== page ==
Now, as the above screenshot reveals, SMC's AET program only offers "courses," not "career certificates" in "Game Development, Post Production, and Visual Effects." Web Design didn't make it to the downgraded "course" status. Hmmm.... So, why does SMC continue to tell students in its Entertainment Technology course listings for Fall 2006 that these career certificates are available? Sounds like a bit of false and deceptive advertising to me.
Notice in this screenshot that there's a link to the ET Program Guide for Summer/Fall 2006, available as an Adobe PDF document. Let's take a peek inside. Go to the section entitled "Career Certificate Information" and you will see the following:
There is a single sentence that reads as follows:
So, it is confirmed that the Animation Career Certificate Track is the only currently approved program offered at AET. What happened to Interactive Media? Five years to get it approved and then AET simply cancels it from its curriculum? That seems like a huge waste of time, resources, and money. What about Web Design, another stable at AET? Not a word mentioned anywhere on their website or 2006 Program Guide, despite being listed on the SMC ET course webpage for Fall 2006.
What about these career certificates that have been "pending approval" since last year and have now been reclassified as "under development." Let's go to one of my favorite online resources, the California Community College's Chancellor's Office webpage of Inventory of Approved and Projected Programs Sorted by Colleges. Scroll down to Santa Monica City College and view its approved and pending programs. It is fairly accurate, having been revised since Sept. 12, 2006.
Here's what you'll find there. In 2002, SMC received approval for three certificates: Interactive Media Level 1, Interactive Media Level 2, and Computer Animation & Visual Effects. What's up for pending approval? In 2006, only Nutrition and Wellness. What about in 2007? We have the following: Environmental and Urban Studies, Real Estate, Entertainment Industry Business, Web Programmer, and Ethnic Studies. Note that the Web Programmer is under Computer Programming, not Multimedia, which would have fallen into Entertainment Technology's domain.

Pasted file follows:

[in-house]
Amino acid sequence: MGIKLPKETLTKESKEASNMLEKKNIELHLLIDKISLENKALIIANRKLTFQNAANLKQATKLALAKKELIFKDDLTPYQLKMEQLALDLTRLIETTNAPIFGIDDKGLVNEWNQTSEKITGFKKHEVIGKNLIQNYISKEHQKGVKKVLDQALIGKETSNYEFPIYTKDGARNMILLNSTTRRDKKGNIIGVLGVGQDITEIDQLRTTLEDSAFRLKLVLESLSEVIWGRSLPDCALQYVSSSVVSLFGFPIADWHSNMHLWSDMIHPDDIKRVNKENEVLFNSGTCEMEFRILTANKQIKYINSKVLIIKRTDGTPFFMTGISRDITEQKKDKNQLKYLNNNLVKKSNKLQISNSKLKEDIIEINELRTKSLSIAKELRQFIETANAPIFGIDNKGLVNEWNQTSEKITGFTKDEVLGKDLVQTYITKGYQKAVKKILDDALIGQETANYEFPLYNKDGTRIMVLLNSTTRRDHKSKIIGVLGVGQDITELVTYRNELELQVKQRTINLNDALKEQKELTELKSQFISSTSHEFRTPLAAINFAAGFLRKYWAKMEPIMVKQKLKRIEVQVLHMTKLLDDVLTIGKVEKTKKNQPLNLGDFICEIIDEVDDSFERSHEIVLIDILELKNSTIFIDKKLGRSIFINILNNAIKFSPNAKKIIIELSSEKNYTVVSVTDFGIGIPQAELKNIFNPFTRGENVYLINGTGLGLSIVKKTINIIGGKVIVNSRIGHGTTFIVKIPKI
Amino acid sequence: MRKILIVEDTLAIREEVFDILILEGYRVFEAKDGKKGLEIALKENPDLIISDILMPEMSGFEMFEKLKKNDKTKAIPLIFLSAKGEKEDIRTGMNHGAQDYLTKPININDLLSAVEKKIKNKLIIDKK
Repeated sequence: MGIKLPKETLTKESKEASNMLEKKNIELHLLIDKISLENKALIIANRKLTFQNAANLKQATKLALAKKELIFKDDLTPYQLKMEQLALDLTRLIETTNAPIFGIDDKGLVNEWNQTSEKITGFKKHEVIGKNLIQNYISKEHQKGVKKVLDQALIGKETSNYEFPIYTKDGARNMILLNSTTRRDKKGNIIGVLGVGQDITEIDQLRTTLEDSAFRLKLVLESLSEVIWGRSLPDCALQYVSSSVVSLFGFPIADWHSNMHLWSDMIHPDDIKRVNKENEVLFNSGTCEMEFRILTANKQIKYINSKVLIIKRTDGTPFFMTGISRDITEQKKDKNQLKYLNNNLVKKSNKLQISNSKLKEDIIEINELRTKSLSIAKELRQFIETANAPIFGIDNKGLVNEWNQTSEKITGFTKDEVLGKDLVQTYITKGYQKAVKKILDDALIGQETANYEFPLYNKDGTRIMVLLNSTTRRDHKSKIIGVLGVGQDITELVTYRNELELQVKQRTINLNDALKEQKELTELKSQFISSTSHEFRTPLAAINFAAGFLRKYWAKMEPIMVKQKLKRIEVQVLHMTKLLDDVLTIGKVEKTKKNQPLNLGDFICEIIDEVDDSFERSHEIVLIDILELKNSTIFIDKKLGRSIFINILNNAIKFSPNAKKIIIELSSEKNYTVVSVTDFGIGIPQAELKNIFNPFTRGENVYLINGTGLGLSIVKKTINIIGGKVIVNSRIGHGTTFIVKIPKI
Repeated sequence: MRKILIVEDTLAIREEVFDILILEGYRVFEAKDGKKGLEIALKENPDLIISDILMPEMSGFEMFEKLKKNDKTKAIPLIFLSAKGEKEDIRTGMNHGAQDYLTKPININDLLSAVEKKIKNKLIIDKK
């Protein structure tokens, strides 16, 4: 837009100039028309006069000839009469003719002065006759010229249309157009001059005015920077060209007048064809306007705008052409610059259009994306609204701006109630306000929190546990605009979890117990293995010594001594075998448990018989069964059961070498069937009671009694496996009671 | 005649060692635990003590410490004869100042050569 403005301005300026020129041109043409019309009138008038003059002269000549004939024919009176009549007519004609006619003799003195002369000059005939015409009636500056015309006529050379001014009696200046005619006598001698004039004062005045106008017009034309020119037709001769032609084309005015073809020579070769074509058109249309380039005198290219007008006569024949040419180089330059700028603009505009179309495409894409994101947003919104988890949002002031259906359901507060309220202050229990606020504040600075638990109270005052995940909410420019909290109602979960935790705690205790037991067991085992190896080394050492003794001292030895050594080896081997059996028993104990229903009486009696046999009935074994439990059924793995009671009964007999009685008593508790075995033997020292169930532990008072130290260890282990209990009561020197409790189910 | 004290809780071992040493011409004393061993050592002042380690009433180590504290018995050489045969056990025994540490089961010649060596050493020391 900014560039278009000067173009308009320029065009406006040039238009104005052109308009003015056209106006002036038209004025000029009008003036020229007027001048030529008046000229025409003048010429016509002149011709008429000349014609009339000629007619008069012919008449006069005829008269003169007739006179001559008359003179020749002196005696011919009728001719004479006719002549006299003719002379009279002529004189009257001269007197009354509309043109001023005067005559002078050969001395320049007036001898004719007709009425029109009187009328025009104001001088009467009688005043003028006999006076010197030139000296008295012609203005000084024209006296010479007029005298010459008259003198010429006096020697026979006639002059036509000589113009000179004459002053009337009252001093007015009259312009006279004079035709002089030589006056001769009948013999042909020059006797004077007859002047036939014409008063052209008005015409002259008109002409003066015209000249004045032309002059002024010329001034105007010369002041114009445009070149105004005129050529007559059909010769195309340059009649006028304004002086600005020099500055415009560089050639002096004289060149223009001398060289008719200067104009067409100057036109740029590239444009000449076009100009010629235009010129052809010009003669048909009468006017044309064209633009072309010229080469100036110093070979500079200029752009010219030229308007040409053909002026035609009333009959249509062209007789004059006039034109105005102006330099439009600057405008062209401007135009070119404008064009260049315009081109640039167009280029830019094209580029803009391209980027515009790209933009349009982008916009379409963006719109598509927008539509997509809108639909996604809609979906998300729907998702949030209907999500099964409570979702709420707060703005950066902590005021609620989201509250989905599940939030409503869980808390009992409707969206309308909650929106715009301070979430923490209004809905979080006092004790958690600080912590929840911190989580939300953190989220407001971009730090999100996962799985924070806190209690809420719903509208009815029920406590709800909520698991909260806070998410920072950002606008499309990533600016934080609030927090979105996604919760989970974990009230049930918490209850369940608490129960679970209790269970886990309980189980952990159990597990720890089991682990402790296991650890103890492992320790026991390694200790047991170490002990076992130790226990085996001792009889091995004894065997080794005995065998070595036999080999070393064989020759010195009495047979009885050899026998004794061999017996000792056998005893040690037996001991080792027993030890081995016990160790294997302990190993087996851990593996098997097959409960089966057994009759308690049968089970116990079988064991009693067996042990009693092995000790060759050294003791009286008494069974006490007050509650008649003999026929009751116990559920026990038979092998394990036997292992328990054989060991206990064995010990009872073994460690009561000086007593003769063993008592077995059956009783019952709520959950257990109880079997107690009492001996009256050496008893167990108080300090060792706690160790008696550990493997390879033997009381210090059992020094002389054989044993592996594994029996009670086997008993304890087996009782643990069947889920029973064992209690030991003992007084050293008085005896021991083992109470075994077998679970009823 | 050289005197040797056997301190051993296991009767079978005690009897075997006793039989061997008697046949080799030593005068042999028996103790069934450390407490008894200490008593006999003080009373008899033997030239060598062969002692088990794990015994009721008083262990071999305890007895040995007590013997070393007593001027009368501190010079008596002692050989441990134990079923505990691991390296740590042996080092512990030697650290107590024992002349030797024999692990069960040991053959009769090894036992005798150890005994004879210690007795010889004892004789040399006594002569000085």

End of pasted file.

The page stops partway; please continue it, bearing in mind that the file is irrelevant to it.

Let's compare screenshots from earlier this year to yesterday's listings under the CCCCO's Program Inventory. Here's the relevant excerpt from January 4, 2006:
And here's the screenshots from the relevant excerpt for September 12, 2006:
Notice that Website Software Specialist was listed as pending approval in 2007 under Website Design and Development. Now, it has been approved in 2006, but under Software Applications. This leads me to believe that the SMC main campus scooped this up in the computer science department rather than granting it to the AET program. Although a "certificate and degree" were slated, it seems that it is only approved now as a degree. So much for web design at AET.
Also, as previously mentioned, it took SMC from 1997 (when the AET program started) until 2002 to get Interactive Media approved and now they've simply cast the baby out with the bathwater. And, what about that Women's Studies program approved in 2005, a mere two years ago, and now SMC no longer allegedly has either a Women's College or Women's Center?
As to Entertainment Industry Business, there is a projected certificate and degree under "Other Business and Management." It appears on its face that this will fall into the business school at SMC and not AET's Entertainment Technology program. Previously, AET has had entertainment business certificates that never really flew off the ground. I only know of one student who has admitted to actually finishing this type of program at AET. Nowhere is there any mention of a pending "Game Development" certificate or "Post Production" certificate. So, what does "under development" truly mean? That a bunch of people at AET will sit around in committee meetings, racking up our tax dollars, shuffling deck chairs on the Titanic, and trying to get something approved, or, alternatively, it is just another educational carrot dangled on the stick to lure prospective and gullible students into the AET program? I will leave that for you to decide.
-- Des Manttari,
(c) 2006: Phoenix Genesis/MBS LP